Sweden’s parliament on Thursday passed a new law granting the government temporary powers to quickly adopt measures aimed at curbing the spread of the new coronavirus without prior parliamentary approval.
The new law grants the Social Democrat-led government the ability to temporarily close businesses, limit public gatherings or shut down ports and airports, as well as a number of other measures.
“It is important that the government has access to more tools in the fight against the coronavirus if they should prove necessary,” Social Democrat MP Kristina Nilsson told parliament during a Thursday debate.
After objections from opposition parties, the bill was amended so that if the government decides to enforce any measure quickly without going through parliament, lawmakers can vote to rescind the measure if they deem it unnecessary.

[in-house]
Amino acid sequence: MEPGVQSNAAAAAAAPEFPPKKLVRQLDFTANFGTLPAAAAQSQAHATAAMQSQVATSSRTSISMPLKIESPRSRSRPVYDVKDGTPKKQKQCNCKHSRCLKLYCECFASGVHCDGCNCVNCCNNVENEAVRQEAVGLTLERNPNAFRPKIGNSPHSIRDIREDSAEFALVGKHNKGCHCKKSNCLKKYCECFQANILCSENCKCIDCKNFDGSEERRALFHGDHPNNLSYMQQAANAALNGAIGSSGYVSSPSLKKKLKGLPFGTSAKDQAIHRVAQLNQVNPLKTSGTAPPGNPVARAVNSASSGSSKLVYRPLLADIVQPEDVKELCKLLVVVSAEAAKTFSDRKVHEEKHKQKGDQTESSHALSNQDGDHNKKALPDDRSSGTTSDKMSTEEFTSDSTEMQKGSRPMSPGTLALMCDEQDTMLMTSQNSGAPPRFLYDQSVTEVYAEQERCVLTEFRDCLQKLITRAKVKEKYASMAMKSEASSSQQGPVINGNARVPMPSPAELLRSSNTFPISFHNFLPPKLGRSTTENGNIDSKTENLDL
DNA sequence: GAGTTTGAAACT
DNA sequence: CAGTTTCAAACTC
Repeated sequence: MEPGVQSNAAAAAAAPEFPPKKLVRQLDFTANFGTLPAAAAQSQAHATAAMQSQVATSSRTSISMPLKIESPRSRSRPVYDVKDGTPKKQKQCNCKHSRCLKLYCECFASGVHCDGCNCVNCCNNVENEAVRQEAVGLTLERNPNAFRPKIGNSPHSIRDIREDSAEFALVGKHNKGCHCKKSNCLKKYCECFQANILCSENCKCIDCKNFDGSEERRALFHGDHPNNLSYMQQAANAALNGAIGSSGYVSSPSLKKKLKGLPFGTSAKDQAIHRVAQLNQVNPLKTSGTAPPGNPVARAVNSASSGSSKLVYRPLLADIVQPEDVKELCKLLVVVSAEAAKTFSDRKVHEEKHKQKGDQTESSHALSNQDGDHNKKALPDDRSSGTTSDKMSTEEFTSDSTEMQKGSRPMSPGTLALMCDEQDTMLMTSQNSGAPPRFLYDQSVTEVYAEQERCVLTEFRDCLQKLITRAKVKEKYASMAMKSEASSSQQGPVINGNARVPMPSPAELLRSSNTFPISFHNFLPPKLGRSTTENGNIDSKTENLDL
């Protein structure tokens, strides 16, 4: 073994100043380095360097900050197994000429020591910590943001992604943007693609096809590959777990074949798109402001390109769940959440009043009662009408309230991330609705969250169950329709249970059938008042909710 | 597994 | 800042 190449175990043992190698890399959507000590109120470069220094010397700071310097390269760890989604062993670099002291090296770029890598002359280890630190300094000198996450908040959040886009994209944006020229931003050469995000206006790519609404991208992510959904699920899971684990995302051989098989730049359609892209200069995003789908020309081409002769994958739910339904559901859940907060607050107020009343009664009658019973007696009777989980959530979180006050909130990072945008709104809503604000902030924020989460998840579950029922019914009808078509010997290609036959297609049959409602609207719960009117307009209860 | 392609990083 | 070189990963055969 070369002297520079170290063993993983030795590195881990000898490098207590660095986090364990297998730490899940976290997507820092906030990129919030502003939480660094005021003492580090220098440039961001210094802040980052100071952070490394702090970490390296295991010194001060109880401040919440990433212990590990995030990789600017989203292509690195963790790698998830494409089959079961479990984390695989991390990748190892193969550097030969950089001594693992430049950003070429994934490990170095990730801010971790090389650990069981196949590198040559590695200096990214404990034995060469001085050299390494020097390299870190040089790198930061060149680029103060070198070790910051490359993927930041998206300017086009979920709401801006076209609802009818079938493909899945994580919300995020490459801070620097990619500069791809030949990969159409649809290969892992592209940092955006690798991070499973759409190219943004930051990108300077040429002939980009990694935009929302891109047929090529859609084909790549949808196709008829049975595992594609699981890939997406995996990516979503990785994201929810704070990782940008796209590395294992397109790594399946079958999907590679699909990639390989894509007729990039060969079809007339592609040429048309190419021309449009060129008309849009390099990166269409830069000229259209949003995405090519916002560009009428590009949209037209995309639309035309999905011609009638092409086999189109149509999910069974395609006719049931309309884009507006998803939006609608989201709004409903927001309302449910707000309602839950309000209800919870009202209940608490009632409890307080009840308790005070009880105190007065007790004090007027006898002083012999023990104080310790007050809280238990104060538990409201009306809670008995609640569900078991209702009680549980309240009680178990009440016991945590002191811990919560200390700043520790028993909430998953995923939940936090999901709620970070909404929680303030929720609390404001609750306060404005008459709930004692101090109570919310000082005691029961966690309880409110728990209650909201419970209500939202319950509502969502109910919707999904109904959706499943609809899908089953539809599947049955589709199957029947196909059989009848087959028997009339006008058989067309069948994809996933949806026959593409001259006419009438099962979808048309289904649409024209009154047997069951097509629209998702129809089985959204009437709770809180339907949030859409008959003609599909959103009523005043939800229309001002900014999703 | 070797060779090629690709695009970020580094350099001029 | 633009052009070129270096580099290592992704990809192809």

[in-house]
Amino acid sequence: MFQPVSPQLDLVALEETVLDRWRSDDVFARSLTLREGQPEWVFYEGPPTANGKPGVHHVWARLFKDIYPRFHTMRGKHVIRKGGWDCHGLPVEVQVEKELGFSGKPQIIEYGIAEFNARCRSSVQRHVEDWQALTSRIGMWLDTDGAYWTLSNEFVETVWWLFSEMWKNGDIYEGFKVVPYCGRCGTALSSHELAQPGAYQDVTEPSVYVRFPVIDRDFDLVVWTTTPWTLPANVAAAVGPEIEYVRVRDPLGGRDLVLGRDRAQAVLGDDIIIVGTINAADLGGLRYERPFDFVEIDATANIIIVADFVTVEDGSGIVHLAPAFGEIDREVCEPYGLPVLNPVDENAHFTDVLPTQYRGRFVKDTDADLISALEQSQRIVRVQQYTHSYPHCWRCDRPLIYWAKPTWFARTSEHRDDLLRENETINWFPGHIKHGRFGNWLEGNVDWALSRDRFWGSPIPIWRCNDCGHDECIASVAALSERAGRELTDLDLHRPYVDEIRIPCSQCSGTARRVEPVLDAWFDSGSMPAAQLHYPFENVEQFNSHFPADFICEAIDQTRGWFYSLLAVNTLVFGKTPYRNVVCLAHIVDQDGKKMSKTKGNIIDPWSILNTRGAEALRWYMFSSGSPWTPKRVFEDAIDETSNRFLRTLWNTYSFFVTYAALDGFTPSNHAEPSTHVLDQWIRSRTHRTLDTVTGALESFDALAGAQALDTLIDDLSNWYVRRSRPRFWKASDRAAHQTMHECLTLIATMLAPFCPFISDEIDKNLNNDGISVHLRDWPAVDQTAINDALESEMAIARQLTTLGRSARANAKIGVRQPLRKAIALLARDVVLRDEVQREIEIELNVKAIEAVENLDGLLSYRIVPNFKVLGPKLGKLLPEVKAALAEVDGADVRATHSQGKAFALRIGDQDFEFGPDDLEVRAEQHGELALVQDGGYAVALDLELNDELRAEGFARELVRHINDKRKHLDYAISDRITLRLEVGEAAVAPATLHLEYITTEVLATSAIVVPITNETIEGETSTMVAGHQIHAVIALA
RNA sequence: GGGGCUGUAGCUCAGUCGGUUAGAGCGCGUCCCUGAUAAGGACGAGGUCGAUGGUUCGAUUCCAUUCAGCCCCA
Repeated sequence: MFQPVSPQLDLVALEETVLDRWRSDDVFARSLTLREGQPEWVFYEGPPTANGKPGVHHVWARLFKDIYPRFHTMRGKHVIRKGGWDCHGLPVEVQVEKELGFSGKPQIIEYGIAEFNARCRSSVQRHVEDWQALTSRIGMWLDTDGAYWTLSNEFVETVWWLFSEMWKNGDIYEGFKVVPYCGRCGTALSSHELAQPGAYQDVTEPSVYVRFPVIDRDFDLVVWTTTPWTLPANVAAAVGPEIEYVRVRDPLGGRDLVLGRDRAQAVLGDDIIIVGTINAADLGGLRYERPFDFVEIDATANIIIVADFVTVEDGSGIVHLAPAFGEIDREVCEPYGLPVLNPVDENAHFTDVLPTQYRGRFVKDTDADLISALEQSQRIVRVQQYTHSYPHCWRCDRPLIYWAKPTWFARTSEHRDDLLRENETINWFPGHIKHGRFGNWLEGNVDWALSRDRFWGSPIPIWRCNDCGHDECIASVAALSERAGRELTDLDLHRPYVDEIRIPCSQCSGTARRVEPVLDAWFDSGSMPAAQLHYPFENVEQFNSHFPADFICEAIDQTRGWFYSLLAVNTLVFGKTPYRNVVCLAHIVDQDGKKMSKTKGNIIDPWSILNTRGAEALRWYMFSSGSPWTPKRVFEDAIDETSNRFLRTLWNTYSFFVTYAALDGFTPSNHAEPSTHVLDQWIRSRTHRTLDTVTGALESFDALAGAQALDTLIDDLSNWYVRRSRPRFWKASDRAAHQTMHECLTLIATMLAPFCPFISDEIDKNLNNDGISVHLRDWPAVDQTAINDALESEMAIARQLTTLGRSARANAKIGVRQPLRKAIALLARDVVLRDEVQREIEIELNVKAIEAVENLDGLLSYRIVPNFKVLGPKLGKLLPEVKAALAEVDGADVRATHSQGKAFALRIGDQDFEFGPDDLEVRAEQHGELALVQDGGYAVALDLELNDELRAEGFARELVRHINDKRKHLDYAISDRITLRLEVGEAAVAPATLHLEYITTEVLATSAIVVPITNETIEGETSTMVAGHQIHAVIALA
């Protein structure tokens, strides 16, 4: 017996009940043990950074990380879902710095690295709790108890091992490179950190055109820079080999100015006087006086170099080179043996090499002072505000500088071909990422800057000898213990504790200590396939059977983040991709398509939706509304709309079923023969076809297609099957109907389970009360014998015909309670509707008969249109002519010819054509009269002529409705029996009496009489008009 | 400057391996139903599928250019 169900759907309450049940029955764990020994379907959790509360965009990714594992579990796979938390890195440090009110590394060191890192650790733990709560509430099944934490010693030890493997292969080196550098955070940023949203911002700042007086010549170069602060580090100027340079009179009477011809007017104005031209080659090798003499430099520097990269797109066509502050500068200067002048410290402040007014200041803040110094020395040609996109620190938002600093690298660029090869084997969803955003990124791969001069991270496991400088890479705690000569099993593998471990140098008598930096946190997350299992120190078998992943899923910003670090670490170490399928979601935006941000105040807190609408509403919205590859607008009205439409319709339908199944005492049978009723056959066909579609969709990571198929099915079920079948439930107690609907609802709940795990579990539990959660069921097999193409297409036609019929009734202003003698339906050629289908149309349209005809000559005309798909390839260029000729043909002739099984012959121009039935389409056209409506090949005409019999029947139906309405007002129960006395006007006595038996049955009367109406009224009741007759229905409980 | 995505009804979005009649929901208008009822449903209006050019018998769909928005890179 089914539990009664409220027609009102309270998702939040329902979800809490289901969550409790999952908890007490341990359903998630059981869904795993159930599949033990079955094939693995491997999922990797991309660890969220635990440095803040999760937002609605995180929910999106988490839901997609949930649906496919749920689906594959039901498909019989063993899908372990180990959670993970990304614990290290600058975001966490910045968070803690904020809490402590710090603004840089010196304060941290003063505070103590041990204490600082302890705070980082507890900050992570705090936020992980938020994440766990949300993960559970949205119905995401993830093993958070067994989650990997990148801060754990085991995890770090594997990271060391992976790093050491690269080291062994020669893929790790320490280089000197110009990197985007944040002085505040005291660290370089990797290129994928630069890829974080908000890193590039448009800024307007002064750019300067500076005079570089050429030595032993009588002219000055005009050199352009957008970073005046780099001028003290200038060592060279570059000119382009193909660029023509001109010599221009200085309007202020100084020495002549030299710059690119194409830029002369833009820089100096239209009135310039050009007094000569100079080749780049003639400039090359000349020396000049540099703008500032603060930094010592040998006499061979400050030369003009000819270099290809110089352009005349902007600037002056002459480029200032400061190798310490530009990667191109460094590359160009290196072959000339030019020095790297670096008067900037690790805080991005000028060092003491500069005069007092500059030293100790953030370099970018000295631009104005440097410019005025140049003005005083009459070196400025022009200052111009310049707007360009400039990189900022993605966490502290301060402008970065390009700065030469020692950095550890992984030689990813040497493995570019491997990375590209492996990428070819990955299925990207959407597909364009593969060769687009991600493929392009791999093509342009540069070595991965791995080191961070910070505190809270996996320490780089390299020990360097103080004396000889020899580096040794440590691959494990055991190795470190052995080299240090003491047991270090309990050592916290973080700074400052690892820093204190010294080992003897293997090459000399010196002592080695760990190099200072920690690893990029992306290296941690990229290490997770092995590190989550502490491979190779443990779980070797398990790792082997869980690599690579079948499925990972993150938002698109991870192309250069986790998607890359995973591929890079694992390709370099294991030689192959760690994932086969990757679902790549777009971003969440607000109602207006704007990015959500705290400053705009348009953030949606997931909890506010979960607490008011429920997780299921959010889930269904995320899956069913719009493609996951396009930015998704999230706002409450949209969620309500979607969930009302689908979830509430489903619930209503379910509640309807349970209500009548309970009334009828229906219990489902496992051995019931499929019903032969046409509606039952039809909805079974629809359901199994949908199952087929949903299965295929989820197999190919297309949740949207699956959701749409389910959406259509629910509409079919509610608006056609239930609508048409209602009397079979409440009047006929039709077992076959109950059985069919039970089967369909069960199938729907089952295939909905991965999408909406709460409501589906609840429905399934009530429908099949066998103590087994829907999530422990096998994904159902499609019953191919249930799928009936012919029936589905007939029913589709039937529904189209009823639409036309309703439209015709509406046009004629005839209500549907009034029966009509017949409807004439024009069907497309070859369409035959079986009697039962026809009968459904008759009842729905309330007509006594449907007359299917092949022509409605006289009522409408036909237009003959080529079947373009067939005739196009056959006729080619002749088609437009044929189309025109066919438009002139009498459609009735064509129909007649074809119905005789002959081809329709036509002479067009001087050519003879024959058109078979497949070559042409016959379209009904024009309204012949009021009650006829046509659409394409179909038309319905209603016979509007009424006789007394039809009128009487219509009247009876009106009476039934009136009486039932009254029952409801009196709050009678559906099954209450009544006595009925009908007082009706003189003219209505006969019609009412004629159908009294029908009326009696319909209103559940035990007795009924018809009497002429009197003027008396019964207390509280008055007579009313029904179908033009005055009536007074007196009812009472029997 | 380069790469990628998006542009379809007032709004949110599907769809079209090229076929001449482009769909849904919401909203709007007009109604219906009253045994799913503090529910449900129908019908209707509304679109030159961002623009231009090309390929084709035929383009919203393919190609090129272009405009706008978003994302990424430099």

The new powers come into force on April 18 and last until the end of June.
The government is still prohibited from adopting measures that curtail rights guaranteed by the country’s constitution, meaning it would still need to go through parliament to issue the type of curfews that have been imposed elsewhere in Europe.
However, so far the government has not pursued such measures, opting for a softer approach and calling for citizens to take responsibility to follow social distancing guidelines.
The government has banned gatherings of more than 50 people and barred visits to nursing homes.